Many African Americans were put at a greater disadvantage when it came to the job market. During the 1930s African American unemployment was at its highest, hitting its peak in 1932 at around 50% [2] In the South especially, the unemployment for African Americans were nearly double that of the white population [2]. Similar to the decline in the economy, the Great Depression presented a great challenge for students, teachers, and schools. Public schools were faced with budget cutbacks making it much harder for their doors to stay open. This included reducing school hours, cutting courses, and even getting rid of cafeterias. Due to the difficult labor market, teenagers ended up returning to school in addition to younger people staying in school longer. Although public schools were struggling, during the 1930’s segregated schools were in an even worse condition. Under the law, “separate but equal” separate schools were expected to have equal resources; however, this was not the case. Supplies, buildings, and even care of students were always unequal. Due to the fact that less money was given to schools for black children, teachers suffered from lower salaries as well as lack of training facilities. These schools were given discarded books from white schools and were expected to keep up with the lower-quality facilities they were housed in. Education quickly became a luxury to those who were able to afford it. [3]

Healthcare during the Great Depression[edit | edit source]

The Great Depression was a time of hardship for all Americans as the economy fell deeply into a recession where most people weren’t able to sufficiently provide a means for themselves. While unemployment continued to rise to a high of about 23% [4] there was a crisis within the healthcare system. Due to the severe economic downfall of the country, this resulted in a domino effect across the healthcare system. Many people were not able to afford basic healthcare which resulted in a lack of insurance policies for healthcare coverage. This then resulted in hospitals throughout the country being forced to close down [5] . Communities of African Americans in the South were unable to receive adequate health care and were ignored in terms of accessing proper resources. African Americans were already placed at a disadvantage with high mortality rates due to the lack of medical attention by local white physicians. This in part was due to the Jim Crow laws embedded within medical establishments. The Great Depression's early years, from 1929 to1932, saw a fall in household income and a change in social classes to lower levels. For example, those who were “poor” in 1929 were shifted to be in the “chronic poor” bracket. People who fell in this bracket only paid for 24% of physician’s calls whereas those who were considered “comfortable” paid for 42%. Those who were “chronic poor” ended up receiving more hospital service, of which 92% was free as businesses offered free healthcare services throughout different parts of the country [6] Families who had experienced a significant loss of income during the depression received more hospital care, which was mostly free, than those who had a similar economic status but had not experienced a loss of income. [6]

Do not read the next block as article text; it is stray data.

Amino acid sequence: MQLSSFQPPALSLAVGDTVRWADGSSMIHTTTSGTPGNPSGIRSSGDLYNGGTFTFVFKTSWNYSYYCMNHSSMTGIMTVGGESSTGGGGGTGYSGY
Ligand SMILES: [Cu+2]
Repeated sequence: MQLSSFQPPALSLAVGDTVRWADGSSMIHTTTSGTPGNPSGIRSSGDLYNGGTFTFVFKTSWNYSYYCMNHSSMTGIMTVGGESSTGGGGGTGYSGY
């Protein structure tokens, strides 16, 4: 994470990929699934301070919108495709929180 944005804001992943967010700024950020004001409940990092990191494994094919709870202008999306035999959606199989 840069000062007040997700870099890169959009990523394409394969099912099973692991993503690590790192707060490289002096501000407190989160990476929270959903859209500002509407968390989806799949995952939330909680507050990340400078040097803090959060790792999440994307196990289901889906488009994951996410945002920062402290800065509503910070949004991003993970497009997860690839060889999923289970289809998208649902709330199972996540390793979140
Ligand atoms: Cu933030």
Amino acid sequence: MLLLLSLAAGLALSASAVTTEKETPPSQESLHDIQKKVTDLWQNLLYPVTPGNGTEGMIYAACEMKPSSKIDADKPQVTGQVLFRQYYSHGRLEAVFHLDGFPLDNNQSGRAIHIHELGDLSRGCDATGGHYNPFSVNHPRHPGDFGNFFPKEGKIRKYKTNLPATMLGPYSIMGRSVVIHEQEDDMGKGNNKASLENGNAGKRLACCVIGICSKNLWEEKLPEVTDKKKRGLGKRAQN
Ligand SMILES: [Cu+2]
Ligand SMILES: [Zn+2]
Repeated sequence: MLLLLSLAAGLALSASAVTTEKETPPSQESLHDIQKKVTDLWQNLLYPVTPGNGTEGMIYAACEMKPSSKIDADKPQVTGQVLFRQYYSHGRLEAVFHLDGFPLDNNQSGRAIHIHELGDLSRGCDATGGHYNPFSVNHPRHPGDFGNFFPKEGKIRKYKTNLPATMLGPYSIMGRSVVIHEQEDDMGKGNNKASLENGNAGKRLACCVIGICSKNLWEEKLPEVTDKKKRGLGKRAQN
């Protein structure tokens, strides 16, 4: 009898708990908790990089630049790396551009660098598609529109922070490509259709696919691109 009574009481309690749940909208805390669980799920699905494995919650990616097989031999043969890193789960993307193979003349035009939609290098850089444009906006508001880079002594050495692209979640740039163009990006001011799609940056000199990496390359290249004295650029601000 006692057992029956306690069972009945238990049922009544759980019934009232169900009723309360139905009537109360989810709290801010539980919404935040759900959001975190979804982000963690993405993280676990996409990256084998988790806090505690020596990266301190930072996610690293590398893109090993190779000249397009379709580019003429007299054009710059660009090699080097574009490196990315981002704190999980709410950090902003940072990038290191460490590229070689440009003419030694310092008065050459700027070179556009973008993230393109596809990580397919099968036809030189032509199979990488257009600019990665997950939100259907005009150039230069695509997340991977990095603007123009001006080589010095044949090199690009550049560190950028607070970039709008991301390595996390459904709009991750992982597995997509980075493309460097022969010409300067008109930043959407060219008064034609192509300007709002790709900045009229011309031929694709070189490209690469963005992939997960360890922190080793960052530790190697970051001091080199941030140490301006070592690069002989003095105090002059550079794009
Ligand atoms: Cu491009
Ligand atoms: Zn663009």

Notes[edit | edit source]

  1. 1.0 1.1 1.2 Bowman, interview.
  2. 2.0 2.1 Klein, "Last Hired, First Fired: How the Great Depression Affected African Americans.”
  3. Koning,"Education in the 1930's."
  4. Crafts, Nicholas and Fearon, Peter, "Lessons from the 1930s Depression."
  5. Butzer, Bryce, "Born from the Great Depression, a Continued Promise to Protect the Sustainability of Health Care Costs."
  6. 6.0 6.1 Perrott, Sydenstricker, and Collins, "Medical Care during the Depression: A Preliminary Report upon a Survey of Wage-Earning Families in Seven Large Cities."

References[edit | edit source]